“They may never do this again in their lives. But it’s a learning experience to see if they can memorize the music, to practice, to perfect as best as they can their skills — to have the courage to go out on stage knowing that they’re being judged,” David said. “There’s a psychological lesson to be learned, I think, in how to deal with stressful situations.”

For the most part, it seemed as though the competitors had excelled at learning to handle their stress, as they gracefully performed looking as though they hadn’t a care in the world. It was clear to everyone in the room that great, great artistry was at work there. But unlike most formal performances, it felt intimate.

The intimacy came from the performance feeling less like a performance and more like a rehearsal — a look into private moments most people aren’t privy to. In these moments you can see the musicians and singers’ love and admiration for their profession. There was a bond created by this music tying each musician and singer that transcended simple competitiveness.

“The competition as a whole was not necessarily about winning the award, it’s more about just accomplishing it for yourself,” Maurizi said. “I’m certainly very, very grateful to be given the award, and it’s such an honor, but I share it with all the other singers that were there.”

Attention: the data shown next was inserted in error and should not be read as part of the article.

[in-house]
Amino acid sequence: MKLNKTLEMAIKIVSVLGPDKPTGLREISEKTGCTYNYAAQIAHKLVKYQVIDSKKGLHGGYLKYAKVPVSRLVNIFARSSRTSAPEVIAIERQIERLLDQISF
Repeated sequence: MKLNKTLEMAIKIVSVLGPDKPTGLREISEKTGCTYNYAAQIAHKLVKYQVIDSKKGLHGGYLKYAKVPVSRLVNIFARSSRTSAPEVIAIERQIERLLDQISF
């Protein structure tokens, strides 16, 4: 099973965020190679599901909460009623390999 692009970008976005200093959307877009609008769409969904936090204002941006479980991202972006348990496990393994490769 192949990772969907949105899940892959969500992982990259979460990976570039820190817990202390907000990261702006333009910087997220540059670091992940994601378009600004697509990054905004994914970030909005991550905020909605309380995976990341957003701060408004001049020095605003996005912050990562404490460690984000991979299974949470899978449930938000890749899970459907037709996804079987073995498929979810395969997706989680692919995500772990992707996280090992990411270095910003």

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  • R

    ReynoldsApr 25, 2024 at 8:29 pm

    What a lovely observation of what seemed like a “harmonious” event. I could almost hear the music! Congratulations to all the participants for their hardwork.

  • M

    MillieApr 25, 2024 at 8:01 pm

    Great article I love music and as I was reading, I felt like I was there,I also like the fact the ,teachers ,family and relatives were there to support those incredible young people .

  • M

    musicfanApr 25, 2024 at 4:24 pm

    The article is so well written. I could imagine myself there, cheering on the musicians and singers. Congratulations to the winner and all who participated.